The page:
its better to do it when their young..IF your gonna do it..i seen many cats declawed working in a vet clinic..and they all do just fine its a personal choice..some cats are also declawed because their scratching younger children..not purposely..but i knew a lady who had a cat that was scratching her child simply trying to play..but couldnt bring herself to get rid of the cat..so she declawed..cats fine and the child isnt getting scratched up outta playfulness of the kitten.

Seth Petersen
Seth Petersen

This is stupid. I'd rather have a declawed cat than a bloody child from the cats claws. Or scratch paint on my vehicles from them jumping and climbing on them. Its a cat. Its not like its a dog or a human. Geeze. Next thing you'll say is that we shouldn't get them fixed.

Shawn Wilson
Shawn Wilson

When animals are more important than peoe we have a problem. Thos is a non issue isue

Chris Estus
Chris Estus

How else am I going to keep my immune system up to speed other than cat scratches getting invected?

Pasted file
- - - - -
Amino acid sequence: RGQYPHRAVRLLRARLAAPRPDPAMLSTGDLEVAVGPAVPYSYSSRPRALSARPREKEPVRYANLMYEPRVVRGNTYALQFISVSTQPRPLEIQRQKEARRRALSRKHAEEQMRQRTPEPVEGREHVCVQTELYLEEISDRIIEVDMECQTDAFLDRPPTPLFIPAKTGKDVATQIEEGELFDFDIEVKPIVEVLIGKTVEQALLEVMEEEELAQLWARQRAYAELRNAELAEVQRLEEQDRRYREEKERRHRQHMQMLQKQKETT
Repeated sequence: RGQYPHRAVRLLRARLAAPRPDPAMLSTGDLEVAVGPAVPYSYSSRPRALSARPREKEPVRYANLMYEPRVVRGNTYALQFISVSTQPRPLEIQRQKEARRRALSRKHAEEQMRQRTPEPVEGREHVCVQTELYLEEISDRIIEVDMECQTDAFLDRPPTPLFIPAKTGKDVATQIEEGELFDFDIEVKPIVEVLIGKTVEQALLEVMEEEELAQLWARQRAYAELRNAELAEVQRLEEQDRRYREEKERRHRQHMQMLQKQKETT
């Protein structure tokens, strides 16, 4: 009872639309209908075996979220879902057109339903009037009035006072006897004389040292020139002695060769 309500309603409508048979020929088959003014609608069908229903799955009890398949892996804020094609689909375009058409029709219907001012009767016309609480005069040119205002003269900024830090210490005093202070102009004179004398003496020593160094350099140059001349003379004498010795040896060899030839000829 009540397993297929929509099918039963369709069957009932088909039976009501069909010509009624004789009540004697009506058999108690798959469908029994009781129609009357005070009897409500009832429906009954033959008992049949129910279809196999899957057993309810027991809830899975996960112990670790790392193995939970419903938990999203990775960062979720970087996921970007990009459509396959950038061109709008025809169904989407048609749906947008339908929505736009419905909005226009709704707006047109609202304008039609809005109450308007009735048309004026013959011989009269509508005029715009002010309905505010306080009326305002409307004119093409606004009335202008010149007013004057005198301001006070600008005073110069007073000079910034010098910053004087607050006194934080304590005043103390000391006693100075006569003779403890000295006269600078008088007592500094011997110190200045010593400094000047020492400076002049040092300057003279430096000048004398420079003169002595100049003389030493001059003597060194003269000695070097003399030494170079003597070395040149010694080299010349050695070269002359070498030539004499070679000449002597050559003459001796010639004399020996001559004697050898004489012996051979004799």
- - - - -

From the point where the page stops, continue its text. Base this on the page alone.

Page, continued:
Legen Dairy
Legen Dairy

I personally dont think its that bad. My Ex/Friend is a Vet Tech. And never said it was inhumane to me. I dont think its a bad idea to keep claws on them if they scratch the furniture just train them not to. If your cat is indoors/outdoors definitely keep claws on them for defense. Whats your thoughts Leticia Stewart

Chris Martinez
Chris Martinez

Its cruelty to declaw cats. Ban it. It's banned in the UK and people live just fine with their kitties intact.

Siobhan Keleher
Siobhan Keleher

Declawing cats is illegal in several countries and states, and it should be illegal in Colorado too. It's cruel and painful.

Amelia Ebert
Amelia Ebert

I guess we should ignore all other issues because of vaginas in Africa. Blayne, it's good you care about vaginas, but don't rag on other people's causes because you believe there are more important issues.